Location: Pettingen, Luxembourg.
Built: 16th century.
Ownership / Access: --
Notes: Pettingen Castle is located in the village of Pettingen some 4 km north of Mersch in central Luxembourg. It is one of the best preserved fortified castles in the country.In the 10th century the fortress was known as Pittigero Mazini but received the name of Pettingen in the 13th century. Towards the end of the Middle Ages, the Lords of Pettingen were important members of Luxembourg society. They were present at Ermesinde's wedding, at the coronation of Henri IV and at the signing of John the Blind's marriage contract. At the beginning of the 14th century Arnold of Pettingen married Marguerite of Rousy, the great granddaughter of Ermisinde. He had a son, Arnold the Young, whose daughter Irmengard, by marrying Jean de Crehange, associated the Lords of Pettingen with his renowned family. Their grandson, also called Jean, fought for Rene, the Duke of Lorraine in the war against Charles the Bold, Duke of Burgundy. In revenge, Charles completely destroyed the Castle of Pettingen whose treasures were confiscated by the Governor of Luxembourg in 1494. However, as a result of a decree made at the Great Council of Mechelen in 1503, half of the treasures were returned and the castle was reconstructed in its present form. The four corner towers were added in 1571. In 1684 Louis XIV's troops bombarded the castle, leaving it as it stands today. The ruins, which belonged to the house of Crehange, were inherited by the Comtes de Laperouse whose descendents sold it to the Duke of Arenberg in 1837. In 1910 his descendent, the Prince of Arenberg, removed everything of value from the castle. In 1920 the southern wall collapsed. In 1947 the castle was acquired by the State of Luxembourg. Consolidation work was carried out on the walls and on the castle's two towers in 1950.The ruins are open to the public. The ramparts with two round towers on the north-eastern side still stand. The site forms a 30 by 30 metre square surrounded by a former moat 15 metres wide fed by the Weillerbach which flowed into the River Alzette.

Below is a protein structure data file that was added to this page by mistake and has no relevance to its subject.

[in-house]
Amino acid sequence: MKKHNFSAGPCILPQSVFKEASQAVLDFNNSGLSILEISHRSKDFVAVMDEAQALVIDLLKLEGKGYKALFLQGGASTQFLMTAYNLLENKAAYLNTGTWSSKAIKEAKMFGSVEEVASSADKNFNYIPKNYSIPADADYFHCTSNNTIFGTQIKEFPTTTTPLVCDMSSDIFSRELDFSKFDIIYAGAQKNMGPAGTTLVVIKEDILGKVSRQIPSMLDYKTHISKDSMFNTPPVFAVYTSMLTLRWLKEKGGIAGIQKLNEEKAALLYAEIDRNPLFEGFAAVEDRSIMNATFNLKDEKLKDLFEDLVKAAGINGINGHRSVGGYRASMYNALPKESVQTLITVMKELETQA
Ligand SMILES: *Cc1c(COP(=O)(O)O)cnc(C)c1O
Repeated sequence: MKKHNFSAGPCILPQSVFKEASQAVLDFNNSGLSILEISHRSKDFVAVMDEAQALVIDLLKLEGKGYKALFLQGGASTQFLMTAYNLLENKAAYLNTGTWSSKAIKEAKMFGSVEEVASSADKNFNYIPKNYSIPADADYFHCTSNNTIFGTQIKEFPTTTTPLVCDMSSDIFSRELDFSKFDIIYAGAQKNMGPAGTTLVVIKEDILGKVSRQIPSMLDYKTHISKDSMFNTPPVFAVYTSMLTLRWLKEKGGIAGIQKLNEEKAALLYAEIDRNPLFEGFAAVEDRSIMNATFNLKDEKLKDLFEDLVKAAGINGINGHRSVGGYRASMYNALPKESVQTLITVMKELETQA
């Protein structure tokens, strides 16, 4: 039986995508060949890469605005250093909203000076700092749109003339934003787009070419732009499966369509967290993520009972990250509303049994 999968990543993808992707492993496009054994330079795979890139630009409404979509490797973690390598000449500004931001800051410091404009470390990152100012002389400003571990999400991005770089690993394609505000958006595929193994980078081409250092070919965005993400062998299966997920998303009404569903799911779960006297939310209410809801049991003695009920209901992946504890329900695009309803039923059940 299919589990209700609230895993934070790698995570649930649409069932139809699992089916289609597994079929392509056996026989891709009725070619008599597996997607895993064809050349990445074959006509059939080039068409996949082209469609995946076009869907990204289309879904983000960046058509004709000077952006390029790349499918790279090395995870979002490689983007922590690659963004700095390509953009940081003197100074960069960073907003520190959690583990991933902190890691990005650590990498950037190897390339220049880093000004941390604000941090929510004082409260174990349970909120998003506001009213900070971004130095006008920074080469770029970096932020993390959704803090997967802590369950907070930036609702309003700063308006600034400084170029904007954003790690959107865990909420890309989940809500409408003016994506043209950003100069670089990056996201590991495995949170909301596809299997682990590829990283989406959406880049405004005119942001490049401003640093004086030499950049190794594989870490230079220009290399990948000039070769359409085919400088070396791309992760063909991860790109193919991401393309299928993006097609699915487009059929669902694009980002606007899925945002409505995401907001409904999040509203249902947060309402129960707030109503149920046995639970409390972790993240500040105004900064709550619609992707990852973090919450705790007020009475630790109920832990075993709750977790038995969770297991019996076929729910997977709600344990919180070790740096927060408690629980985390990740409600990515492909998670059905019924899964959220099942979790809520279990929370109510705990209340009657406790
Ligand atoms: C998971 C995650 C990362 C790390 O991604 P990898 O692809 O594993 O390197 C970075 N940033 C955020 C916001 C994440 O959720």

Pettingen Castle Links:Pettingen Castle On Wikipedia